So yeah. On the one hand, I know that stupid rows are going to happen from time to time (I should know this by now, having had my parents.) I wish I could be more carefree when throwing strops, and not constantly be second-guessing myself and thinking, "Am I justified in feeling like this? Am I being reasonable?" I admire people who, when they're upset, just come out with it, throw a bit of a shit fit and move on. I'm hoping that by, say, the end of my twenties, I'll have learned to not feel guilty for having feelings. I can't say progess is going to be swift.
On lighter notes, this week, I've gone back to 'Girls', HBO's sitcom du jour. I think it hits some kind of stride in its third episode, certainly in terms of humour - though it is still only funny in a "smile knowingly" sort of way.
This episode (S1 E3: All Adventurous Women Do) also happened to feature what I'd like to call "the least sexy line ever delivered that was meant to be sexy". During an awkward encounter between Marnie (the slightly uptight one) and some artist guy, he tells her, "the first time I fuck you, I might scare you a little, because I'm a man and I know how to do things". On watching it, I had to rewind to hear it again, going "Did he really just say that?" Good GOD. I'm sure the correct reaction to this would be, "I really hope you're not going to scare me, because I don't tend to have sex with men that scare me. I'm glad you know how to do things though, that's always nice, so could we perhaps downgrade this 'scaring' nonsense to 'pleasant nervousness'?"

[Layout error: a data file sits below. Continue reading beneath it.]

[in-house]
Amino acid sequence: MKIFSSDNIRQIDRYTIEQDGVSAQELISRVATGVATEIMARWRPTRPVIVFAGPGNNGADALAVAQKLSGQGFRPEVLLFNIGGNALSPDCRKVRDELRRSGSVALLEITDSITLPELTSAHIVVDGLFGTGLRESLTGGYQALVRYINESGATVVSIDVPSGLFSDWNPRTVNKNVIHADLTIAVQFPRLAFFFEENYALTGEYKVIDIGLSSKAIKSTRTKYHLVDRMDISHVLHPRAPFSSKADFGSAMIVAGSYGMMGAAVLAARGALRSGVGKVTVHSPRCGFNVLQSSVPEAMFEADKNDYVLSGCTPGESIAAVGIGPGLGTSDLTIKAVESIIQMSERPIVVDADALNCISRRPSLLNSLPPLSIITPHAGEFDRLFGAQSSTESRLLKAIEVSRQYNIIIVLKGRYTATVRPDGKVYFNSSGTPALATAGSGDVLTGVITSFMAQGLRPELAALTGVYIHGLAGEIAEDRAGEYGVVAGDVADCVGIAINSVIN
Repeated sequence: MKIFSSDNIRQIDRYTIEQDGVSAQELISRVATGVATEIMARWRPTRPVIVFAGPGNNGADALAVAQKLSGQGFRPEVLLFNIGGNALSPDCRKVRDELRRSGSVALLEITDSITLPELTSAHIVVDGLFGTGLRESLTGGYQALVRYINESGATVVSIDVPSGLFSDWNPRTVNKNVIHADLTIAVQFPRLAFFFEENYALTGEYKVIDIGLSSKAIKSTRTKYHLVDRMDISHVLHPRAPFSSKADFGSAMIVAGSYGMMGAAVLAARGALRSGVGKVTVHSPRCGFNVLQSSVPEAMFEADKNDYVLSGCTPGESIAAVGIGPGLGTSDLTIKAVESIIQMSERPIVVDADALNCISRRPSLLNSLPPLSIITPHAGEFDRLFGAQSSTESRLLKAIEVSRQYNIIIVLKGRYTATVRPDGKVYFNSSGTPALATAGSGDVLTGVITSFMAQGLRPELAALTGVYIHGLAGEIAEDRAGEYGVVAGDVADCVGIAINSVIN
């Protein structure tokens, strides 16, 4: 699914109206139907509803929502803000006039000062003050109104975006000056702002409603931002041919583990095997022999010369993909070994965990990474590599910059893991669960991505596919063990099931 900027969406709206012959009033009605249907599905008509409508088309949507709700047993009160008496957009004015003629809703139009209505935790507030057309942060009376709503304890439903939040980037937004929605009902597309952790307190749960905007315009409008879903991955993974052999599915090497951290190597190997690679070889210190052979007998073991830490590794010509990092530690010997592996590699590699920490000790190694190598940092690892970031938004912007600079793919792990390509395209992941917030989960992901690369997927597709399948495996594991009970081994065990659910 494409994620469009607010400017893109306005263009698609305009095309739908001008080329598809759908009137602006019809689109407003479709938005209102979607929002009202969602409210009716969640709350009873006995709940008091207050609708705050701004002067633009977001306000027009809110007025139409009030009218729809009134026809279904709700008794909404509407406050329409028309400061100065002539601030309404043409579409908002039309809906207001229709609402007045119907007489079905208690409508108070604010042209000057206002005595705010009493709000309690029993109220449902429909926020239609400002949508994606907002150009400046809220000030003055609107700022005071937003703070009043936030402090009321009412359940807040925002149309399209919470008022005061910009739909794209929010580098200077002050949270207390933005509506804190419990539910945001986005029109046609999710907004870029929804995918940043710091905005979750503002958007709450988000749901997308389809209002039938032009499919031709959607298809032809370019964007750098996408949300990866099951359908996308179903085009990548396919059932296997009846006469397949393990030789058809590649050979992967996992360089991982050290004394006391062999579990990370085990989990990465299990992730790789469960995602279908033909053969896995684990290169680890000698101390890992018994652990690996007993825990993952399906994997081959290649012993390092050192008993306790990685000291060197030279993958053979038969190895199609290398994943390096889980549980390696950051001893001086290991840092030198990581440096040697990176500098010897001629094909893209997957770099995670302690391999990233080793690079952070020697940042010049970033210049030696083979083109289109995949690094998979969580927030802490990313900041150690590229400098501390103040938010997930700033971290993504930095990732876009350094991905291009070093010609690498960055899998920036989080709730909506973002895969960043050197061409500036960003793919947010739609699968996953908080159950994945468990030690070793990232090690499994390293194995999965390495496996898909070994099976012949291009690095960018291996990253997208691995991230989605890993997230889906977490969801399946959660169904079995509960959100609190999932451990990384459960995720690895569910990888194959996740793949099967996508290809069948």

Or even, "Mate, you've scared me enough with that sentence right there, I don't need to know what else you're capable of," while backing away, then turning and breaking into a run.
It seems to work on Marnie though; she has to run to the ladies' room to spend some time by herself, if you know what I mean.
And so to take it back to a serious note, you'd have to have been hiding in your shed all week to have missed the desperately sad Savita Halappanavar case making the headlines. Yes, it made me cry (shocker). Briefly: Savita Halappanavar was taken to University Hospital Galway, 17 weeks pregnant but starting to miscarry. Due to legislation, doctors were unable to do anything while the foetus still had a heartbeat - abortion being essentially illegal in Ireland. Savita reportedly asked repeatedly for doctors to remove the already-dying foetus, but nothing was done. She contracted an infection and died of septicaemia and E.Coli about a week after initially presenting at the hospital.